Another very happy event took place at the beautiful residence of Mr. and Mrs. Benjamin Sherk of Humberstone, on Christmas day, when friends and relatives to about sixty in number assembled to witness in marriage of their daughter Lottie (twin sister of Mina, who was married to Mr. Charles Chambers two months ago) to Charles Adams of Bertie, son of Capt. Adams of Point Abino, at 12 o’clock noon. As the wedding march was played by Mrs. Chambers, the bridal party entered the parlor to a beautiful cove in a corner, of holly ferns and white bells. They were led by Rev. Mr. Sanderson, followed by groom and groomsman, Joseph Adams, brother of groom, the bride following, leaning on the arm of her father. She was charming in a beautiful dress of white silk mull, and carried a bouquet of white roses. The bride was attended by Miss Lilian Babion, who looked sweet in pale blue organdie, carrying pink roses. Little Hazel Adams of Buffalo, in white silk, was a very attractive flower girl.

After the ceremony and congratulations, the guests repaired to the dining-room, which was tastefully decorated with green and white. A large white bell hung over the table, which was spread with all the delicacies one could wish for. The groom’s gift to the bride was a beautiful fur, to the bridesmaid and flower girl a ring. To the groomsman he gave cuff links. The bride’s going away suit was blue broadscloth and hat to match. The presents were numerous and costly, showing the esteem in which the contracting parties were held. They left on the evening train amid showers of rice and good wishes, for Hamilton, thence to New York and other eastern cities.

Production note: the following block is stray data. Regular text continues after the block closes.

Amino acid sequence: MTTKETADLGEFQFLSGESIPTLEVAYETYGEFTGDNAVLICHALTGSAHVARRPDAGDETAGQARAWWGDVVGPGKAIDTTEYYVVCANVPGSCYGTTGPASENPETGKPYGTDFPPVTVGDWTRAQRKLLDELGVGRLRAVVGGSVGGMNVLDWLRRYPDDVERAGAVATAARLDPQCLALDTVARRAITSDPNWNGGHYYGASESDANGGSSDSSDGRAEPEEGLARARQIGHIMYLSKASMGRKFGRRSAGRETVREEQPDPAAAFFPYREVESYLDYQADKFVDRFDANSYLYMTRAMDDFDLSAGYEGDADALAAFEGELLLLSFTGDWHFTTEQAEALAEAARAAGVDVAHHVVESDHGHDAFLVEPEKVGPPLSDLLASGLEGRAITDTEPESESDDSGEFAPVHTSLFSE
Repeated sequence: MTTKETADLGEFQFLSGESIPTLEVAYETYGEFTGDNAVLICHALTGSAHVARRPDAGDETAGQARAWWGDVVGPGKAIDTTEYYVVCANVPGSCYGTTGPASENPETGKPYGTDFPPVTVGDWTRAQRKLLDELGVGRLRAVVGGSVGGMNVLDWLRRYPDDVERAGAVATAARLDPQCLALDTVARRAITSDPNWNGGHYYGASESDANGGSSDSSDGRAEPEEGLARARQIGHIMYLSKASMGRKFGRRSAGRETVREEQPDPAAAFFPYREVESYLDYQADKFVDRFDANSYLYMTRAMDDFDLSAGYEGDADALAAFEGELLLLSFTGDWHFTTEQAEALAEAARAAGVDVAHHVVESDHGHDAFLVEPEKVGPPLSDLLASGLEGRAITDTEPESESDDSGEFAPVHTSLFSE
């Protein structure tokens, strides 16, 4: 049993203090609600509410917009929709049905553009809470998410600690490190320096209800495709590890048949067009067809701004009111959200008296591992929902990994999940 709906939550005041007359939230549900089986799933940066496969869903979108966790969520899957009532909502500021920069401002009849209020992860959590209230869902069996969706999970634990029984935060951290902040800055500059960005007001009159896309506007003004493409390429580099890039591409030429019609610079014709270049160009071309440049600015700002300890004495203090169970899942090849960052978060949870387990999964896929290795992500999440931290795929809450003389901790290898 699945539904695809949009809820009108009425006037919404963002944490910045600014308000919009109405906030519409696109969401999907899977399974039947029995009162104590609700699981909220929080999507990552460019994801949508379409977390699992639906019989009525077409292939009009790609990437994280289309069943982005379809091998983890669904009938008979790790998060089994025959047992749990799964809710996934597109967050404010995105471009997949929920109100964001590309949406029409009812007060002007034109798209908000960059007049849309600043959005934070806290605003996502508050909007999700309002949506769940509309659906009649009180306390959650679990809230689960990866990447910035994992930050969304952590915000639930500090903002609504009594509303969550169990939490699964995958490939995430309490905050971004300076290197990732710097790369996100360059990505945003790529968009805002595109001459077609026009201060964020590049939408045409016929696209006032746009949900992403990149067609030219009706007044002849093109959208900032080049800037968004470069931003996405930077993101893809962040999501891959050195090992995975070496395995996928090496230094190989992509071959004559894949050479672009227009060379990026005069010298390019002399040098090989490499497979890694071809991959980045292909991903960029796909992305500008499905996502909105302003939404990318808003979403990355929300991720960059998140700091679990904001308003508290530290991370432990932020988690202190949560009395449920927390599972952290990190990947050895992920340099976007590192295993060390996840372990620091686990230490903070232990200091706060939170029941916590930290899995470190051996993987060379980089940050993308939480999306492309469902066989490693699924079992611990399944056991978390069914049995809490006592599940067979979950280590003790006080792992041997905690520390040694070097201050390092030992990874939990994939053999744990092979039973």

SOUTH DAKOTA: ABERDEEN, S.D. JAN. 22, 1908

[Welland Tribune, 31 January 1908]

To the Welland Tribune:

Mr. Editor- Dear Sir,-Please find enclosed $1.50 for the Tribune and Press for one year. This is the twenty-first year I have sent for the Tribune.

We are having a fine winter here: have had no snow nor rain since last October. On January 11th there was plowing done in the south west part of this state. This is my twenty-fifth year here and I never saw such a winter as this is. Crops were good here last year and prices good. Wheat has sold here as high as $1.10 per bushel; barley was up to 98c per bush, oats 50c per bush, corn 65c, potatoes 60c, wild hay sells from $5 to $6 per ton, flax $1.18 per bushel. Land is selling around here from $25 to $65 per acre; one 320 acre farm was sold last fall for $65 per acre, five miles from Aberdeen. I own 800 acres of land here, 6 miles from Aberdeen, which I rent. We threshed 7250 bushels of grain off 460 acres, this last year; over 5000 of that was wheat and flax. Our threshing bill was $500.